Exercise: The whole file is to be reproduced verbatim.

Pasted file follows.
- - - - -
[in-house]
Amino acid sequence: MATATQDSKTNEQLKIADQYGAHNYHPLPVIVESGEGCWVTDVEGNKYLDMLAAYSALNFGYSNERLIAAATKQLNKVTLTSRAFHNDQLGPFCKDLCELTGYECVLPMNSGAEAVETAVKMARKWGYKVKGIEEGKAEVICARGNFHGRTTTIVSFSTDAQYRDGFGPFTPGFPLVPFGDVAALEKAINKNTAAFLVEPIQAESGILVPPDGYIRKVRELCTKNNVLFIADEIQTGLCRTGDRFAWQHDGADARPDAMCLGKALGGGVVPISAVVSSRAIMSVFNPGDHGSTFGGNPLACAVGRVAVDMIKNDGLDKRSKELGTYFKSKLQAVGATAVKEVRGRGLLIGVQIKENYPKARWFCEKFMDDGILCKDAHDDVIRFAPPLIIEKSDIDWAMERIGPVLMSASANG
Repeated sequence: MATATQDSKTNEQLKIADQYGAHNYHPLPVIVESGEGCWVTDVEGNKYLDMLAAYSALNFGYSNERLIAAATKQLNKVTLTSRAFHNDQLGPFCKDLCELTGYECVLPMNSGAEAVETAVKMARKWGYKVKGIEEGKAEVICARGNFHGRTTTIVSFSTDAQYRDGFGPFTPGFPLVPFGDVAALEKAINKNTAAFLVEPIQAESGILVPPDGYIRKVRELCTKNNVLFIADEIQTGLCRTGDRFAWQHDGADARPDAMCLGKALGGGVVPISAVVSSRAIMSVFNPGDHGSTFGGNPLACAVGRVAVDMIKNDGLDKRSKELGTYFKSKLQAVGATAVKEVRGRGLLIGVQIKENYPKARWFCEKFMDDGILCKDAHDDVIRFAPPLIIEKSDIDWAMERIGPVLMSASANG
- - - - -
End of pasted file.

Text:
[in-house]
Amino acid sequence: MATATQDSKTNEQLKIADQYGAHNYHPLPVIVESGEGCWVTDVEGNKYLDMLAAYSALNFGYSNERLIAAATKQLNKVTLTSRAFHNDQLGPFCKDLCELTGYECVLPMNSGAEAVETAVKMARKWGYKVKGIEEGKAEVICARGNFHGRTTTIVSFSTDAQYRDGFGPFTPGFPLVPFGDVAALEKAINKNTAAFLVEPIQAESGILVPPDGYIRKVRELCTKNNVLFIADEIQTGLCRTGDRFAWQHDGADARPDAMCLGKALGGGVVPISAVVSSRAIMSVFNPGDHGSTFGGNPLACAVGRVAVDMIKNDGLDKRSKELGTYFKSKLQAVGATAVKEVRGRGLLIGVQIKENYPKARWFCEKFMDDGILCKDAHDDVIRFAPPLIIEKSDIDWAMERIGPVLMSASANG
Repeated sequence: MATATQDSKTNEQLKIADQYGAHNYHPLPVIVESGEGCWVTDVEGNKYLDMLAAYSALNFGYSNERLIAAATKQLNKVTLTSRAFHNDQLGPFCKDLCELTGYECVLPMNSGAEAVETAVKMARKWGYKVKGIEEGKAEVICARGNFHGRTTTIVSFSTDAQYRDGFGPFTPGFPLVPFGDVAALEKAINKNTAAFLVEPIQAESGILVPPDGYIRKVRELCTKNNVLFIADEIQTGLCRTGDRFAWQHDGADARPDAMCLGKALGGGVVPISAVVSSRAIMSVFNPGDHGSTFGGNPLACAVGRVAVDMIKNDGLDKRSKELGTYFKSKLQAVGATAVKEVRGRGLLIGVQIKENYPKARWFCEKFMDDGILCKDAHDDVIRFAPPLIIEKSDIDWAMERIGPVLMSASANG